5 years of Peloton

I remember when I was tired of using our elliptical machine, that I’d been using for 7 years or so, and was looking for something new. I’ve always liked cycling and wished there was an exercise bike, but in my experience, there wasn’t a good one. But there was a new small company called Peloton that had an interesting bike with a screen on it. It was for spinning classes, something I’d never done and didn’t even like the idea: do what you’re told to do when they tell you to do it. Nevertheless, on November 20, 2016 I ordered it. It was delivered on November 26, 2016 and I did my first two rides and rode it practically every day since. I did my 5th annual Thanksgiving “Turkey Burn” ride yesterday.

I’ve done 1,982 rides and I’m on a 125-week streak. We added a Peloton Tread in February 2020. The bike has been maintenance-free too, I’ve never had a problem with it and aside from wiping it down after I use it, it doesn’t require any maintenance at all. I’ve watched the company grow and become a household name, I’ve seen instructors come and go, some of which have become minor celebrities, I’ve bought several pieces of Peloton apparel (which are all high quality), I beta-tested their new cycling shoes this year which they let me keep and I bought 20 shares of PTON stock several months ago. I’m a fan.

Coincidentally, they’re having a Black Friday sale for $350 off the new Bike+ and $700 off for trading in my current bike. So on my 5th anniversary, I treated myself to the new bike. It’s scheduled for delivery in 7 days, December 3rd.

2 years of Tonal

Today is my 2-year anniversary of using Tonal and today I completed my 14th program, Unleash the Beast, with my favorite trainer, Coach Paul. I still love the thing, maybe even more than I did a year ago. I’ve surprised myself with the consistency — except for vacations, I’ve used Tonal every other day.

Over the 2 years, my strength score has gone from 442 to 1,310. I’ve “lifted” 3.88 million pounds in 320 workouts doing 130 different movements.

I originally planned to do only upper body exercises thinking that I do enough lower body on Peloton. But after about a year, I started doing full body workouts and I’ve noticed that I feel more stable, have better balance and, strange as it sounds, I feel like I have more control of my body.

I’ve also seen a lot of software improvements over the 2 years, like Smart Flex and Apple Music integration and all the subtle graphical improvements — like Peloton’s good design, it just gets a little better all the time without drastic changes. The trainers and the videos have improved so much that doing an old program feels old. And just yesterday they started doing live workouts, similar to Peloton’s classes, which seem interesting.

I feel like a shill for Tonal, but I’d give up Peloton before Tonal (and I ❤️ Peloton!). I’m super glad I got it 2 years ago.

Janet Elaine Hakala, 1933-2021

My mom died peacefully today at 11:25 Mountain Time at the University of New Mexico Hospital in Albuquerque, New Mexico.

She died too soon. I feel that after she fainted at Church several months ago, the doctor ignored what she told him and concluded that she fainted due to low blood sugar. She has had atrial fibrillation for several years and, in hindsight, we learned that her fainting was caused by her heart not providing enough blood to her brain. She was otherwise healthy and lucid. I expected her to live many more years.S

She fainted one more time, unfortunately in a parking lot this time, and hit her head on the concrete. She was rushed to the hospital where she was initially conscious and they correctly diagnosed her heart problem and put a pacemaker in (which is an amazingly simple procedure these days!). Had she had it installed months earlier, she would likely not have fainted a second time. She started to decline while in the hospital and after 3 weeks, she passed away.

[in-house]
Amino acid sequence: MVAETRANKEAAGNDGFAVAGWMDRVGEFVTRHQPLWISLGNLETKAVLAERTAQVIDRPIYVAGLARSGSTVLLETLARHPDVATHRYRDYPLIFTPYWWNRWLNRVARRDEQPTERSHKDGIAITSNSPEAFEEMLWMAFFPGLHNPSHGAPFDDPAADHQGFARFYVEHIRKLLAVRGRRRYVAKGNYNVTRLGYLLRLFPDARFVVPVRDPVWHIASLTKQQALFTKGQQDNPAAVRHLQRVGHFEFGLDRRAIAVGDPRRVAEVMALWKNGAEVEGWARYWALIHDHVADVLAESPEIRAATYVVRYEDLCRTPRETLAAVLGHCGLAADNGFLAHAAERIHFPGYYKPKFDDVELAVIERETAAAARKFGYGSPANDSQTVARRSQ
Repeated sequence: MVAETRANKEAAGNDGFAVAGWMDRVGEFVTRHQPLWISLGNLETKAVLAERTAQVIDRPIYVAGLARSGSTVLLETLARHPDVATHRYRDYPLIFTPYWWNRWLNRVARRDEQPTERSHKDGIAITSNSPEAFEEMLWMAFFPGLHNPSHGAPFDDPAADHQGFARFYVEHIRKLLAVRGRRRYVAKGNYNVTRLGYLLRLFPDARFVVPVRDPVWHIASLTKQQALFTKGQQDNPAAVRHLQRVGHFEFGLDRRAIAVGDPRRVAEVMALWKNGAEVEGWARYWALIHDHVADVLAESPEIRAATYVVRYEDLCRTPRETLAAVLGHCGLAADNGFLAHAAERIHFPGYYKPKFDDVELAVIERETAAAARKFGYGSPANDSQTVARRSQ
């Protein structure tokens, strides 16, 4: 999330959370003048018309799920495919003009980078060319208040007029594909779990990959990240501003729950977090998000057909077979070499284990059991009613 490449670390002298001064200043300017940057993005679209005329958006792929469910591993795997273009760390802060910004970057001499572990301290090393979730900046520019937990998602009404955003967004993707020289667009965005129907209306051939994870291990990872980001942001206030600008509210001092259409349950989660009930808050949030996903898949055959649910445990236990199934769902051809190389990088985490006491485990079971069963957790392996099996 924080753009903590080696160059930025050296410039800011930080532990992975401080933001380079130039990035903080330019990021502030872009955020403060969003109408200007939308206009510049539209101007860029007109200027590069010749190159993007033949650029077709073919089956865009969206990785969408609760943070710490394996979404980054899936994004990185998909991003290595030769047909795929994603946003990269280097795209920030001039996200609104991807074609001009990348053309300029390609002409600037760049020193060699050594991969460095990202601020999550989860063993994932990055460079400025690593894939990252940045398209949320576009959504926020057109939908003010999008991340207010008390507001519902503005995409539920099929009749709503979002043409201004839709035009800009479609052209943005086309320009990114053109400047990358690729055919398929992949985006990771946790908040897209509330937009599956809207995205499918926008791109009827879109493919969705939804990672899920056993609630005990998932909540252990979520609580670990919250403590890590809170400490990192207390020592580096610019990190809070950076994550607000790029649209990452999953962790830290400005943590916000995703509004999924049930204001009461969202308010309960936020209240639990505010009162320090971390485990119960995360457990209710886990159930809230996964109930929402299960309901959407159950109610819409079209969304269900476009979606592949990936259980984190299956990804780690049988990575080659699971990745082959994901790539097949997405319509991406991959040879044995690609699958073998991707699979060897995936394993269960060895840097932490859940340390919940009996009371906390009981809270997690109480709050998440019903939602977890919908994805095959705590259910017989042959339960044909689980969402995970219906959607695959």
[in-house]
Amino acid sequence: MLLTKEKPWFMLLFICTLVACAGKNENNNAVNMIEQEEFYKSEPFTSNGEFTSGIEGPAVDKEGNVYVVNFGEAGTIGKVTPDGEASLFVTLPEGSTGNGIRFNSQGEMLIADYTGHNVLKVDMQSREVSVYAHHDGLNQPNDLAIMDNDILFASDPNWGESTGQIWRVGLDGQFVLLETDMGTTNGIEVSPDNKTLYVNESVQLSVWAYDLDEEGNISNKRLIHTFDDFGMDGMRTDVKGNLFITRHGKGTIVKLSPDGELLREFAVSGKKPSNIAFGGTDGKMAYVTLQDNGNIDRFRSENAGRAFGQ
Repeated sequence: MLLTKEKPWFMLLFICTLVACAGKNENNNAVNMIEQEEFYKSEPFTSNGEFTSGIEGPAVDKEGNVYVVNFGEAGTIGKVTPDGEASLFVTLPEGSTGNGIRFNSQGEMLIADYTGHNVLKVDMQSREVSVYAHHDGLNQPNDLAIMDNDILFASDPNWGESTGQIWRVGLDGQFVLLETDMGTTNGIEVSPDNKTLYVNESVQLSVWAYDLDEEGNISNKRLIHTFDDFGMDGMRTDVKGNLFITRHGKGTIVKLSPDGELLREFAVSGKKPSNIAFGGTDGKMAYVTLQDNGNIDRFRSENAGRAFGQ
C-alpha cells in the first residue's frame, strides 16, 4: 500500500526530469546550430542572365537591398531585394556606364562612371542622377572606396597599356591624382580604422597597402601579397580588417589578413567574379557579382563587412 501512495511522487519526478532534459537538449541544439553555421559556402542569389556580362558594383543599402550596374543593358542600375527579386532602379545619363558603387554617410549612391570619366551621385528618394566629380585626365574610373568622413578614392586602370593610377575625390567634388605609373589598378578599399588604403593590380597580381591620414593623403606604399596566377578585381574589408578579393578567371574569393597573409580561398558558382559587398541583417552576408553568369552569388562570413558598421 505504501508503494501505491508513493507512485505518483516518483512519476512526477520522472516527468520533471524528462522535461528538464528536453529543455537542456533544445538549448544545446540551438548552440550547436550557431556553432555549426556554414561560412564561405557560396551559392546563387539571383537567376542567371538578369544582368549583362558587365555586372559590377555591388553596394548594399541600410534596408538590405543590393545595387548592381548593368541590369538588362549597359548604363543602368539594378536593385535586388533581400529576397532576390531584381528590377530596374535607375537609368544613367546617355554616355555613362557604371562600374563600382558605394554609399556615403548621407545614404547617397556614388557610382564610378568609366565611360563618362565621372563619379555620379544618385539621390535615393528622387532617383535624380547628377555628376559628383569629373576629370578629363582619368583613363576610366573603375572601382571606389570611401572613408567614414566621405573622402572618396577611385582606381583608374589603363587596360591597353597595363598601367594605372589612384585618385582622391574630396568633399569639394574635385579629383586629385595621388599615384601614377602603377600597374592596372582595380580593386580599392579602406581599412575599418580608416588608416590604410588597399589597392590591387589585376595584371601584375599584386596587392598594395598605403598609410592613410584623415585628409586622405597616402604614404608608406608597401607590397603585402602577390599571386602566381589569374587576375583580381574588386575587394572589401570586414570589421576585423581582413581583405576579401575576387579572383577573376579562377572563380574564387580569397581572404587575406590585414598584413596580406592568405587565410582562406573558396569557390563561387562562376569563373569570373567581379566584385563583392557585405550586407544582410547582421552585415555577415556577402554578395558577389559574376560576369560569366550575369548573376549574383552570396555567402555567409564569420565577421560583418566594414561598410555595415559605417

Janet Elaine (Amundson) Hakala passed away on October 13, 2021 in Albuquerque, New Mexico.

Born in Bottineau, ND on July 15, 1933 to Amund Amundson and Matilde (Iverson) Amundson. She was raised on the family farm, attended rural school and graduated from Bottineau High School in 1951.

In 1952, she started employment at Northwestern Bell Telephone Co. in Bottineau. Later, she transferred with the company to Bismarck, ND and then to Minneapolis, MN, where she met William W. Hakala, a University of Minnesota student. Janet and Bill were married at the Emanuel Lutheran Church in Minneapolis on November 26, 1960. They then moved to Renton, WA, where she transferred to Pacific Telephone & Telegraph, eventually retiring.

During her marriage, she and her husband were the adventurous types and lived in several different cities and states, and had the opportunity to travel to 5 continents. One of the stopping places was in Blacksburg, VA where their son, Todd was born, and her husband earned a PhD in Civil Engineering.

Her husband’s employment brought the family to Albuquerque, NM, where their second child, Trisha, was born.

Returning to Virginia, this time just outside of Washington, DC, where their third child, Troy, was soon born. The family remained in the DC area for 25 years. When their youngest child was in high school, Janet returned to the work force and was employed by a law firm until her husband retired. After retirement, Janet and Bill moved to Ocean City, MD and later to Summerfield, FL. In 2015, they moved once again to Albuquerque to be near family.

Janet was a devoted mother spending much of her time tending to her beloved children. She volunteered in schools, supported all of her children’s activities, sewed uniforms/costumes, and took the time to play with her kids. She enjoyed teaching them many life skills, and made sure to express her love on a daily basis.

Wherever they lived, she served her church for many years as a member of The Altar Guild. She served on many ministries throughout the years. A gifted seamstress, she sewed many paraments for the church altar. The church trees were decorated with detailed, handmade crismonds. She delivered countless meals to people through the Meals on Wheels program. In addition, Janet applied her knitting skills to create prayer shawls for people in need.